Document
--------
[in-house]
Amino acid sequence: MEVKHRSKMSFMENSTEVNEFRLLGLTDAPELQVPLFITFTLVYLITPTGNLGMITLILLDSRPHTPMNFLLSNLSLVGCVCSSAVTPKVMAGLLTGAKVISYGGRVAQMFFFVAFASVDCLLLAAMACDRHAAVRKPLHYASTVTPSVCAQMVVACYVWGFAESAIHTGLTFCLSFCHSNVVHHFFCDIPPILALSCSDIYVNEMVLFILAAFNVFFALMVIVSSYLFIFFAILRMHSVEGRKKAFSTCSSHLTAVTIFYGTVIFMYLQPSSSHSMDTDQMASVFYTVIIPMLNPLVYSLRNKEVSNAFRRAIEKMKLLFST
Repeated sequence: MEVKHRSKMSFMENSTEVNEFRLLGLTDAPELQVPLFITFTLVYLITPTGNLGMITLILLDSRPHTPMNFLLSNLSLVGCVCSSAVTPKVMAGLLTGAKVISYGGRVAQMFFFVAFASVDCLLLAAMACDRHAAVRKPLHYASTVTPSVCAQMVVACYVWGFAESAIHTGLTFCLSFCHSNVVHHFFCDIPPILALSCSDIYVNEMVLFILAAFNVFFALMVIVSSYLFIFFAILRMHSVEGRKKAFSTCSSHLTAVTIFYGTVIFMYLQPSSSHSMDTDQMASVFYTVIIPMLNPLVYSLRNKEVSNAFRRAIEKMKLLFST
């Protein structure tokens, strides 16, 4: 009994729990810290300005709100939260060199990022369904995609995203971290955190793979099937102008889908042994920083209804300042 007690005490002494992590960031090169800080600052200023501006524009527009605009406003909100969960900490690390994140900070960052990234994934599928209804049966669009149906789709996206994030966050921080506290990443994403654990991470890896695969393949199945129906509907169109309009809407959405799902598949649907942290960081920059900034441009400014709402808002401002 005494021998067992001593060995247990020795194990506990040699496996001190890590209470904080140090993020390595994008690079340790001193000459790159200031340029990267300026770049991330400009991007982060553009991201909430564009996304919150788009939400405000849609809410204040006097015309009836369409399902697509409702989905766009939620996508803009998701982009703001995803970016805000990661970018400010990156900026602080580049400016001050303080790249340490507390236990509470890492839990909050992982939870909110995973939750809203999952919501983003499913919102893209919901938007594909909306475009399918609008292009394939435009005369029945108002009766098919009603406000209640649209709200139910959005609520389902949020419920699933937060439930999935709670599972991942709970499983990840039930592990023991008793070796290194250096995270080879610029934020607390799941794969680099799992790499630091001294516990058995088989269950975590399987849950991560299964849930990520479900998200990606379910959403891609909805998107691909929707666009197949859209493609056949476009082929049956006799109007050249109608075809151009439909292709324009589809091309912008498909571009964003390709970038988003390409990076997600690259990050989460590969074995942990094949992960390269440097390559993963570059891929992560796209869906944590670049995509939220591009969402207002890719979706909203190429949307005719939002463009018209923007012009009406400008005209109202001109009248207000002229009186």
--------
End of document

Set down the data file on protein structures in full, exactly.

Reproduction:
[in-house]
Amino acid sequence: MEVKHRSKMSFMENSTEVNEFRLLGLTDAPELQVPLFITFTLVYLITPTGNLGMITLILLDSRPHTPMNFLLSNLSLVGCVCSSAVTPKVMAGLLTGAKVISYGGRVAQMFFFVAFASVDCLLLAAMACDRHAAVRKPLHYASTVTPSVCAQMVVACYVWGFAESAIHTGLTFCLSFCHSNVVHHFFCDIPPILALSCSDIYVNEMVLFILAAFNVFFALMVIVSSYLFIFFAILRMHSVEGRKKAFSTCSSHLTAVTIFYGTVIFMYLQPSSSHSMDTDQMASVFYTVIIPMLNPLVYSLRNKEVSNAFRRAIEKMKLLFST
Repeated sequence: MEVKHRSKMSFMENSTEVNEFRLLGLTDAPELQVPLFITFTLVYLITPTGNLGMITLILLDSRPHTPMNFLLSNLSLVGCVCSSAVTPKVMAGLLTGAKVISYGGRVAQMFFFVAFASVDCLLLAAMACDRHAAVRKPLHYASTVTPSVCAQMVVACYVWGFAESAIHTGLTFCLSFCHSNVVHHFFCDIPPILALSCSDIYVNEMVLFILAAFNVFFALMVIVSSYLFIFFAILRMHSVEGRKKAFSTCSSHLTAVTIFYGTVIFMYLQPSSSHSMDTDQMASVFYTVIIPMLNPLVYSLRNKEVSNAFRRAIEKMKLLFST
């Protein structure tokens, strides 16, 4: 009994729990810290300005709100939260060199990022369904995609995203971290955190793979099937102008889908042994920083209804300042 007690005490002494992590960031090169800080600052200023501006524009527009605009406003909100969960900490690390994140900070960052990234994934599928209804049966669009149906789709996206994030966050921080506290990443994403654990991470890896695969393949199945129906509907169109309009809407959405799902598949649907942290960081920059900034441009400014709402808002401002 005494021998067992001593060995247990020795194990506990040699496996001190890590209470904080140090993020390595994008690079340790001193000459790159200031340029990267300026770049991330400009991007982060553009991201909430564009996304919150788009939400405000849609809410204040006097015309009836369409399902697509409702989905766009939620996508803009998701982009703001995803970016805000990661970018400010990156900026602080580049400016001050303080790249340490507390236990509470890492839990909050992982939870909110995973939750809203999952919501983003499913919102893209919901938007594909909306475009399918609008292009394939435009005369029945108002009766098919009603406000209640649209709200139910959005609520389902949020419920699933937060439930999935709670599972991942709970499983990840039930592990023991008793070796290194250096995270080879610029934020607390799941794969680099799992790499630091001294516990058995088989269950975590399987849950991560299964849930990520479900998200990606379910959403891609909805998107691909929707666009197949859209493609056949476009082929049956006799109007050249109608075809151009439909292709324009589809091309912008498909571009964003390709970038988003390409990076997600690259990050989460590969074995942990094949992960390269440097390559993963570059891929992560796209869906944590670049995509939220591009969402207002890719979706909203190429949307005719939002463009018209923007012009009406400008005209109202001109009248207000002229009186």